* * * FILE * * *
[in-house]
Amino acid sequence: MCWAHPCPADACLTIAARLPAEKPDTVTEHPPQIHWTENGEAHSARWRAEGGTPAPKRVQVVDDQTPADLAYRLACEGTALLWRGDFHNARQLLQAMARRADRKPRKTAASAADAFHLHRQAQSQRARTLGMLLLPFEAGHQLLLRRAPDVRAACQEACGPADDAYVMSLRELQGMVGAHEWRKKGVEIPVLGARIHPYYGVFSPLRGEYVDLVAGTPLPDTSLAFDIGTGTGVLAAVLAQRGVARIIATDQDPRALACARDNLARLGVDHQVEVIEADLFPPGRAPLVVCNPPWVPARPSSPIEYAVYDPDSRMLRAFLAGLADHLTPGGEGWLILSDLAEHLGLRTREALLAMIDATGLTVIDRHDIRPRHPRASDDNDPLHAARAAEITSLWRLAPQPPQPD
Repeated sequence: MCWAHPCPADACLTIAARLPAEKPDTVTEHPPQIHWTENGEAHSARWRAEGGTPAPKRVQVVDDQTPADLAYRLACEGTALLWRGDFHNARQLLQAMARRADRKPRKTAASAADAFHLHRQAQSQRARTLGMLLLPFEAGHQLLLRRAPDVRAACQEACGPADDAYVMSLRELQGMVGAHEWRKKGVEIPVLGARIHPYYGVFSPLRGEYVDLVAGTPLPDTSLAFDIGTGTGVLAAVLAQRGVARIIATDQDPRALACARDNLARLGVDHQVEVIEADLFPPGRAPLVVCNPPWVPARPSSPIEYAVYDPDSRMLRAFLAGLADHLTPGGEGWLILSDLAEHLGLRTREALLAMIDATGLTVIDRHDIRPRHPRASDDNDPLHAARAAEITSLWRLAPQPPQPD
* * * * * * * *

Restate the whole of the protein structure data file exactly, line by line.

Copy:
[in-house]
Amino acid sequence: MCWAHPCPADACLTIAARLPAEKPDTVTEHPPQIHWTENGEAHSARWRAEGGTPAPKRVQVVDDQTPADLAYRLACEGTALLWRGDFHNARQLLQAMARRADRKPRKTAASAADAFHLHRQAQSQRARTLGMLLLPFEAGHQLLLRRAPDVRAACQEACGPADDAYVMSLRELQGMVGAHEWRKKGVEIPVLGARIHPYYGVFSPLRGEYVDLVAGTPLPDTSLAFDIGTGTGVLAAVLAQRGVARIIATDQDPRALACARDNLARLGVDHQVEVIEADLFPPGRAPLVVCNPPWVPARPSSPIEYAVYDPDSRMLRAFLAGLADHLTPGGEGWLILSDLAEHLGLRTREALLAMIDATGLTVIDRHDIRPRHPRASDDNDPLHAARAAEITSLWRLAPQPPQPD
Repeated sequence: MCWAHPCPADACLTIAARLPAEKPDTVTEHPPQIHWTENGEAHSARWRAEGGTPAPKRVQVVDDQTPADLAYRLACEGTALLWRGDFHNARQLLQAMARRADRKPRKTAASAADAFHLHRQAQSQRARTLGMLLLPFEAGHQLLLRRAPDVRAACQEACGPADDAYVMSLRELQGMVGAHEWRKKGVEIPVLGARIHPYYGVFSPLRGEYVDLVAGTPLPDTSLAFDIGTGTGVLAAVLAQRGVARIIATDQDPRALACARDNLARLGVDHQVEVIEADLFPPGRAPLVVCNPPWVPARPSSPIEYAVYDPDSRMLRAFLAGLADHLTPGGEGWLILSDLAEHLGLRTREALLAMIDATGLTVIDRHDIRPRHPRASDDNDPLHAARAAEITSLWRLAPQPPQPD